Throw out the vitamins, there’s CLSA!

Some of the best ways to add nutrients to your child’s diet is not through over-the-counter children’s vitamins but through food!  It’s also a nutritious way to add energy to your child’s day, particularly when you have an energetic one.

C-L-S-A

C-L-S-A

Have you heard of chia seeds?

Chia contains:

–          500% more calcium than whole milk

–          500% more protein than red kidney beans

–          200% more iron than spinach

–          600% more Omega 3 than Atlantic salmon

–          100% more dietary fibre than bran flakes

–          More antioxidants than blueberries, the list goes on..!

Linseed (also known as flaxseed)

– one of the most potent sources of Omega 3 oils – healthy brain, heart, joints, immune system

– improves dry skin, hair, nails

– helps asthma and allergies

– increases energy

Sunflower seeds

– good source of magnesium

– contain phytosterols – enhance immune response

– contain vitamin E, an excellent antioxidant

Almonds

LSA contains linseeds, sunflower seeds and almonds and can be bought pre-grinded at supermarkets or health food shops.  But you can make your own, which is cheaper and fresher!  It is easy to either grind in a chopper, mortar and pestle or any appliance that will just break the seeds up roughly or smoothly.  This helps to release the nutrients.  You just need to add equal quantities to suit whatever size container you will put it in.  30g each at a time makes a decent amount.  By adding chia, you can make CLSA with far more nutrients again.  If your blender doesn’t crush the chia, don’t worry as this one doesn’t actually need to be crushed to release the nutrients.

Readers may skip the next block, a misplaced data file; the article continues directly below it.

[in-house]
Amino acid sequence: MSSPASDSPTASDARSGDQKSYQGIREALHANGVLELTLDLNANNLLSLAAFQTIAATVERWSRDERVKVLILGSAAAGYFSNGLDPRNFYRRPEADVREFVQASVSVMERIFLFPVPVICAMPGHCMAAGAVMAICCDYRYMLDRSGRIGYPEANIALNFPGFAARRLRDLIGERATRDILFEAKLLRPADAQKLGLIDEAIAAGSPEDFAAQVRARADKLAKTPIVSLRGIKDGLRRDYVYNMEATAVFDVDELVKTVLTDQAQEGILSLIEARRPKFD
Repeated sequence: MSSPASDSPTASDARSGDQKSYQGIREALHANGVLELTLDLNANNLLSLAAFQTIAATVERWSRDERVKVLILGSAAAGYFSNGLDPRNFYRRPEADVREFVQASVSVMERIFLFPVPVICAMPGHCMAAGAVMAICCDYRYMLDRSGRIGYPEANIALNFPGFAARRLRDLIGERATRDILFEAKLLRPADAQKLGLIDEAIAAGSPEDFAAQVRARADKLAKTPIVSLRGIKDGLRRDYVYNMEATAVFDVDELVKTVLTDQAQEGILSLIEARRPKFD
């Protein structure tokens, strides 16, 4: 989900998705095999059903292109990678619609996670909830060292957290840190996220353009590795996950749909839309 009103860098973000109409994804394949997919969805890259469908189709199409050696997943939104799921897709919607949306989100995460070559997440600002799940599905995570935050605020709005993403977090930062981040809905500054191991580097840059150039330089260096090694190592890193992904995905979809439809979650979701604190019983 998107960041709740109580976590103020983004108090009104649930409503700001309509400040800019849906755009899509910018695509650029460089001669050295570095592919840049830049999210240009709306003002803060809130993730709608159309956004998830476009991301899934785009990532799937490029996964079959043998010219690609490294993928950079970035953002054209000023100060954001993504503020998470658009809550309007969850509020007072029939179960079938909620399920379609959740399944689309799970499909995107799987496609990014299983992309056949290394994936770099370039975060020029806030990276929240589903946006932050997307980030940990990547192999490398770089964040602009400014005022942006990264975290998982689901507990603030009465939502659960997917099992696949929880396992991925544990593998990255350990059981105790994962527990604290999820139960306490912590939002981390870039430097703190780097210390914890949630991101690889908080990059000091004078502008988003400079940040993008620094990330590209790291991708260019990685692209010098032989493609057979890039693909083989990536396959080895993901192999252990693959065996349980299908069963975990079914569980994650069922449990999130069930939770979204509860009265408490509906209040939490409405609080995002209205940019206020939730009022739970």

Then store the mixture in a container in the freezer (or it will go rancid fairly quickly).  It lasts on and on as you really only need a spoonful here and a spoonful there.  Try a teaspoon at first until you see how much you like to serve at a time 🙂

Some uses for CLSA:

– a spoonful on yours and the kids’ cereal

– in a smoothie

– in any baking

– in soups

– even on yoghurt or icecream – especially if you just give it a brief grind so it is still crunchy!

Just add chia, linseed, sunflowers and almonds to your shopping list  🙂

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This entry was posted in Mealtimes and tagged , , , , , , , , , , by heidelightful. Bookmark the permalink.

About heidelightful

Hello friend! I am a paediatric speech pathologist and health coach. My vision is to create a world where parents can understand the real link between diet and their child's health and behaviour, and know how to create true health for their family. My two young, wonderful and sensitive sons both have food intolerances and have also taught me about my own, that I have never known about until now! Topics I have looked into for my own family's health and also from my role as a speech pathologist with children with picky eating are food intolerances, fussy eaters, creating healthy eaters and eating to prevent and ‘cure’ childhood issues such as ADHD, autism, eczema/skin issues, trouble sleeping, low immunity, frequent snot/ear infections and bedwetting, to name a few. I write many posts coming from being an exhausted mum trying to keep up with fussy boys who can only eat certain foods and also as a professional who has worked with other children with similar issues. I live on the Sunshine Coast in Australia with my husband and two boys and was previously an exchange student in Brazil! I hope to inspire you to help your child achieve their potential through health and well-being. Thanks for stopping by :) Heidi

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